Salt Lake County surveyor says new drone will save time, money

    Salt Lake County Surveyor Reid Demman watches his office's new drone fly in West Jordan Monday, July 11 (Photo: Daniel Woodruff/KUTV)

    (KUTV) Salt Lake County is taking some of its work to the skies.

    The surveyor's office has bought a new drone which officials say will save time and money.

    "I'm still having a hard time wrapping my head around how much information we're able to gather in such a short period of time," said Mark Miller, surveyor's office employee and pilot-in-command of the county's new drone.

    Earlier this week, he and Salt Lake County Surveyor Reid Demman headed to the Welby gravel pit in West Jordan to continue testing the new $1,300 gadget. The drone flew above the pit taking photos to determine how much gravel is in the piles.

    The drone finished the job in roughly 10 minutes. It would have taken a crew of people several hours to do the same thing.

    "It's exciting," said Demman, who pitched buying the drone two years ago. "I thought it was a good idea and saw a lot of potential uses and benefit."

    But it's taken a while for his office to get certified to use it.

    "The FAA treats us just like if you were getting in the cockpit of a 747," Miller said.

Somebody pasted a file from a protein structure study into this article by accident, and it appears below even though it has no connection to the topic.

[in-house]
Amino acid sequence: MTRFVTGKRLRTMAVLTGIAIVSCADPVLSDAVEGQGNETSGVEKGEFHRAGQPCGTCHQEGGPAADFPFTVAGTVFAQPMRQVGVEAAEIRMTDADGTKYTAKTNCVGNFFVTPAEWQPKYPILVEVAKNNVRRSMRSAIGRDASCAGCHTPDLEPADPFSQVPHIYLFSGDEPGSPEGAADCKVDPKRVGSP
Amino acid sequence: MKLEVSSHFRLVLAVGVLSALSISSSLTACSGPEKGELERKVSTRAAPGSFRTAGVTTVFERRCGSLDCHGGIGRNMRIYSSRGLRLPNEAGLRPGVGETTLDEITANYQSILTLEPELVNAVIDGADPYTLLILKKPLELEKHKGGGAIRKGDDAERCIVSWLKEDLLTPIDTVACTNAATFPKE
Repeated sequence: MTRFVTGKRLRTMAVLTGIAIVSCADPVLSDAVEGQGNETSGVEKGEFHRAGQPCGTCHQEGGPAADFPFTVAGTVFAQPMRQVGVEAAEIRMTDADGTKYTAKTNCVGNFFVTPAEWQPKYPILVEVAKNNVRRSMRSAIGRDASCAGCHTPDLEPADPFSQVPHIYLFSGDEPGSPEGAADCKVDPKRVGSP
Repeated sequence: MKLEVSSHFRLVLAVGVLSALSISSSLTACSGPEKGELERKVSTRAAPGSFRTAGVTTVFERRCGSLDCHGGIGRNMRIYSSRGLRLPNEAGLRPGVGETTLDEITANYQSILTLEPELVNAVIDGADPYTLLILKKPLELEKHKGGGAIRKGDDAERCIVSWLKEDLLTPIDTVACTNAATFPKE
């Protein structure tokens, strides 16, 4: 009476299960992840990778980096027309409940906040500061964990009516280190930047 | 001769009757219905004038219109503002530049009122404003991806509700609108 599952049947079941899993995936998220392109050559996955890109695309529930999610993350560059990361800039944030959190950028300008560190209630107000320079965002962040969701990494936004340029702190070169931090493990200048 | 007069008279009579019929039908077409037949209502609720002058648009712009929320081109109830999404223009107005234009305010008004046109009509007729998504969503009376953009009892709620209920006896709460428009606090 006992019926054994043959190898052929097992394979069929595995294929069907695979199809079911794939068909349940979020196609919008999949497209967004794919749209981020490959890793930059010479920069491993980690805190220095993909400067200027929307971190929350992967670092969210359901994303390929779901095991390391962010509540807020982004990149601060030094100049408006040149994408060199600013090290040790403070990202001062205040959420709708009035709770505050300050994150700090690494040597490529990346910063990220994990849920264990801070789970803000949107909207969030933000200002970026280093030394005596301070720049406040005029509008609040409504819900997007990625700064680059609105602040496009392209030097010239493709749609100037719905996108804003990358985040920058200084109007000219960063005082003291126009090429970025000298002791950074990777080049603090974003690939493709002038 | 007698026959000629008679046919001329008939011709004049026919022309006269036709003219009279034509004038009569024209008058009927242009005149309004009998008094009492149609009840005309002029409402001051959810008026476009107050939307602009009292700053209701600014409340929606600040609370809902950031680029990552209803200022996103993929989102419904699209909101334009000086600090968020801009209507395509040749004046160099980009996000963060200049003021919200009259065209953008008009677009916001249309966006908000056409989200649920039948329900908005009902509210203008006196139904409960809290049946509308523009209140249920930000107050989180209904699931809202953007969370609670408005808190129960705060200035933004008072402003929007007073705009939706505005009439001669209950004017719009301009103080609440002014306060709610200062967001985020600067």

Each time, the surveyor's office has to file a flight plan, inform local life flight choppers, and keep a close eye out.

    "I'm watching all the air traffic that's moving through the area," said Miller as the drone flew around. "I'm looking for birds. I'm just constantly just making sure it's doing what I anticipated it doing."

    Demman says if the drone collects accurate data at the gravel pits, it could be used all over the county. But, he's quick to point out, it would not fly everywhere.

    "We're not going to be surveilling and spying," Demman said, promising the drone will stay at least 100 feet away from private property. "We're going to assess every mission for safety, privacy."

    Overall, county officials believe this new device will save a lot of money for taxpayers and even provide some fun along the way.

    "It does what the computer tells it to do," said Miller, "and we stand here and look pretty."

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